AD Main Menu

Brisk snow crab fishery in Alaska's Bering Sea nears quota

Jim PaulinDutch Harbor Fisherman
This season has been a brisk one in the Bering Sea fishery for snow crab, also known as opilio crab. Courtesy Alaska Seafood Marketing Institute

The Bering Sea snow crab fishery is moving right along.

The Alaska Department of Fish and Game in Unalaska reported 46 vessels registered on Monday, and 78 percent of the 54 million pound quota harvested.

Unalaska city natural resources analyst Frank Kelty said the fleet landed 5 million pounds last week. “It’s going pretty quick. If they have a couple more weeks like that, it will be over with,” Kelty said.

Processors posted an opening price of $2.15 per pound paid to fishermen, similar to last year, Kelty said.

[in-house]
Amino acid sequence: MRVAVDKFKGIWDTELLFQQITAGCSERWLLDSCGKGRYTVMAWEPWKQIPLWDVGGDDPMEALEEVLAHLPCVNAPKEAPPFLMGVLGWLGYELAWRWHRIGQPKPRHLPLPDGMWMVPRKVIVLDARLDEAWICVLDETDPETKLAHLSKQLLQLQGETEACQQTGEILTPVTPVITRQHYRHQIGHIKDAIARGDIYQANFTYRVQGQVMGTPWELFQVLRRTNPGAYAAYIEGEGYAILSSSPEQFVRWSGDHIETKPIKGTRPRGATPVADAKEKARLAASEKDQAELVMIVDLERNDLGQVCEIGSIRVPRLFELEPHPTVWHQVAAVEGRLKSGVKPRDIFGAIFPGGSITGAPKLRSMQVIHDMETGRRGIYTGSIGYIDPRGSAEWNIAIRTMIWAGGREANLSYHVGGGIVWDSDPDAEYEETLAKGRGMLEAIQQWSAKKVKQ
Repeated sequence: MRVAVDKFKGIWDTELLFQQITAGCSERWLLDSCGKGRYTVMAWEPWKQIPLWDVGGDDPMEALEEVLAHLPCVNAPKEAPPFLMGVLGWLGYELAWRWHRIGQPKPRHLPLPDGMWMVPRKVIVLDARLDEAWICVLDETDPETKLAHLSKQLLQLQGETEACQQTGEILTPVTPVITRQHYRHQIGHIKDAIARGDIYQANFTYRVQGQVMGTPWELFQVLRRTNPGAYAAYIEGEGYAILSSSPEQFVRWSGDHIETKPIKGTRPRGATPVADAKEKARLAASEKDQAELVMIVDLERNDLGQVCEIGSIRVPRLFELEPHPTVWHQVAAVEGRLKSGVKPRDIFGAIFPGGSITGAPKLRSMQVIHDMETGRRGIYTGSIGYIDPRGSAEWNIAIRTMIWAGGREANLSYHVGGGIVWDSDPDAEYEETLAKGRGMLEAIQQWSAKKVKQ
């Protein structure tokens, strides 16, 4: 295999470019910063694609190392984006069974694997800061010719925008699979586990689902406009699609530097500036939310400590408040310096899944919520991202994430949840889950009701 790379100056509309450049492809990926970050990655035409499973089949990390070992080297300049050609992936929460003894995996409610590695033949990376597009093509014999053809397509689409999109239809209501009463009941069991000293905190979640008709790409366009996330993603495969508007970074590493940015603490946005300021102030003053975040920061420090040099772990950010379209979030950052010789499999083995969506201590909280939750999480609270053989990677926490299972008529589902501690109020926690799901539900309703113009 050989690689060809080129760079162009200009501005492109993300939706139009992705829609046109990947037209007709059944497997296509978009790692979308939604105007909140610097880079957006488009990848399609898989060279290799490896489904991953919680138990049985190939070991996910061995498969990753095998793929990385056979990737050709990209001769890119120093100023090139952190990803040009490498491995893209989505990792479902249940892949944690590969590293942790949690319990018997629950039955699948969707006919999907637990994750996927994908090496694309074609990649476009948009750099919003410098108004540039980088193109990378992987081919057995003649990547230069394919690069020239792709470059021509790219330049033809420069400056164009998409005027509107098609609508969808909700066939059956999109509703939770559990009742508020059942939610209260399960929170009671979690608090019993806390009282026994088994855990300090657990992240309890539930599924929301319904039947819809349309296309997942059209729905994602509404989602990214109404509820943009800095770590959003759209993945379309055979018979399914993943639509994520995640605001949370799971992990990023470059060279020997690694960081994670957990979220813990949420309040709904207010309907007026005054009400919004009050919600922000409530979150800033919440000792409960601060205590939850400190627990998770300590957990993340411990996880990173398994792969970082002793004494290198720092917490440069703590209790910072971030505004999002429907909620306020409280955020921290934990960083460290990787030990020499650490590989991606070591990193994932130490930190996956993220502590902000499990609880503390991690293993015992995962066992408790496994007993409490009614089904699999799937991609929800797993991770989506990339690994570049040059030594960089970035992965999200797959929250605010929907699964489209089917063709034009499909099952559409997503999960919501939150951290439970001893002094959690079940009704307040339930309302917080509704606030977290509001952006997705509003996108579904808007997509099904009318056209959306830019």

Based on the opening price, which could increase with postseason bonuses based on sales, Kelty estimated the fishery’s value at $116 million paid to fishermen for the little opilio snow crab.

The season got off to an earlier start late last year, with boats fishing in the northern region and delivering to processors in St. Paul in the Pribilof Islands to beat the ice, which has plagued the fleet in past years. But this year, ice has not been a problem and on Monday was reported still north of the crab grounds.

Southern processors, including Unalaska plants, started around the same time as usual, in late January and early February, Kelty said. “Same as always, because the plants down here were doing pot cod” (buying Pacific cod caught with crab pots), he said.

Also, the crab quality tends to improve and become meatier. “It gets better as the season goes along, the infill of the crab meat,” Kelty said.

The snow crab is popular both in Japan and domestic markets, especially in buffet all-you-can eat restaurants in the Lower 48, said Kelty, recalling a recent trip to Las Vegas. “Every restaurant we went to had snow crab piled up,” he said. While he said he couldn’t be certain if it was an Alaska or Canadian product, “it looked our snow crab.”

This story first appeared in The Bristol Bay Times/Dutch Harbor Fisherman and is republished here with permission.